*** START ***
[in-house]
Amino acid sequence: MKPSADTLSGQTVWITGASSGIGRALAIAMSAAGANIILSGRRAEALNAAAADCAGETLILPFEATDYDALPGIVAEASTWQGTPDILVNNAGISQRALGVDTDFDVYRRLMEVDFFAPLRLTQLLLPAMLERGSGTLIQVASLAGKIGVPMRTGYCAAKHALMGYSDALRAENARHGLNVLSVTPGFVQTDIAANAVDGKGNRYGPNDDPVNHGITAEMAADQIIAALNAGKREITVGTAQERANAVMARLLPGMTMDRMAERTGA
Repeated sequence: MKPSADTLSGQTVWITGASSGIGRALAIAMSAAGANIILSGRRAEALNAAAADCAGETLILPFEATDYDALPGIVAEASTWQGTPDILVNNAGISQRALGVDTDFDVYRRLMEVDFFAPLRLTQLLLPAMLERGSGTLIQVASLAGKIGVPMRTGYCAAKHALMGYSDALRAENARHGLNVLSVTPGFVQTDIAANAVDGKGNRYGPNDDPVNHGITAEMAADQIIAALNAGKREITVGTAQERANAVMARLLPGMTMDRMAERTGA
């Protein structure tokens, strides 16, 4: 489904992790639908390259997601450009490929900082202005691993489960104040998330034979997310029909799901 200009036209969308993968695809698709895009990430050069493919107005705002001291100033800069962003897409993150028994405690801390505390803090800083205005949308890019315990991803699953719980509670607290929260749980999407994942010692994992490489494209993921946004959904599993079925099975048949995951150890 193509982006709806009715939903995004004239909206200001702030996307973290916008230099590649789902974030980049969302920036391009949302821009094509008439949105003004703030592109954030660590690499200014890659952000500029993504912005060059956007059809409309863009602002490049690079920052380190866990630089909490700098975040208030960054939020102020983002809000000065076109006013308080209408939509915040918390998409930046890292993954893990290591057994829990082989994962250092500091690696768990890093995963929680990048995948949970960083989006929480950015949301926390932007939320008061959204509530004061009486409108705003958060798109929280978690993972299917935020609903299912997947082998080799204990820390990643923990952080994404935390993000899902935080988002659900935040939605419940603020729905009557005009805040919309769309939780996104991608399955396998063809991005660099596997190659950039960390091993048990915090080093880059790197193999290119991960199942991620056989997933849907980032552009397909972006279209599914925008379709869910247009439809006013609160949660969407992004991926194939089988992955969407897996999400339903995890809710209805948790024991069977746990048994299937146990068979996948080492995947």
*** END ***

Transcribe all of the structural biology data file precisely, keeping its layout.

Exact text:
[in-house]
Amino acid sequence: MKPSADTLSGQTVWITGASSGIGRALAIAMSAAGANIILSGRRAEALNAAAADCAGETLILPFEATDYDALPGIVAEASTWQGTPDILVNNAGISQRALGVDTDFDVYRRLMEVDFFAPLRLTQLLLPAMLERGSGTLIQVASLAGKIGVPMRTGYCAAKHALMGYSDALRAENARHGLNVLSVTPGFVQTDIAANAVDGKGNRYGPNDDPVNHGITAEMAADQIIAALNAGKREITVGTAQERANAVMARLLPGMTMDRMAERTGA
Repeated sequence: MKPSADTLSGQTVWITGASSGIGRALAIAMSAAGANIILSGRRAEALNAAAADCAGETLILPFEATDYDALPGIVAEASTWQGTPDILVNNAGISQRALGVDTDFDVYRRLMEVDFFAPLRLTQLLLPAMLERGSGTLIQVASLAGKIGVPMRTGYCAAKHALMGYSDALRAENARHGLNVLSVTPGFVQTDIAANAVDGKGNRYGPNDDPVNHGITAEMAADQIIAALNAGKREITVGTAQERANAVMARLLPGMTMDRMAERTGA
């Protein structure tokens, strides 16, 4: 489904992790639908390259997601450009490929900082202005691993489960104040998330034979997310029909799901 200009036209969308993968695809698709895009990430050069493919107005705002001291100033800069962003897409993150028994405690801390505390803090800083205005949308890019315990991803699953719980509670607290929260749980999407994942010692994992490489494209993921946004959904599993079925099975048949995951150890 193509982006709806009715939903995004004239909206200001702030996307973290916008230099590649789902974030980049969302920036391009949302821009094509008439949105003004703030592109954030660590690499200014890659952000500029993504912005060059956007059809409309863009602002490049690079920052380190866990630089909490700098975040208030960054939020102020983002809000000065076109006013308080209408939509915040918390998409930046890292993954893990290591057994829990082989994962250092500091690696768990890093995963929680990048995948949970960083989006929480950015949301926390932007939320008061959204509530004061009486409108705003958060798109929280978690993972299917935020609903299912997947082998080799204990820390990643923990952080994404935390993000899902935080988002659900935040939605419940603020729905009557005009805040919309769309939780996104991608399955396998063809991005660099596997190659950039960390091993048990915090080093880059790197193999290119991960199942991620056989997933849907980032552009397909972006279209599914925008379709869910247009439809006013609160949660969407992004991926194939089988992955969407897996999400339903995890809710209805948790024991069977746990048994299937146990068979996948080492995947």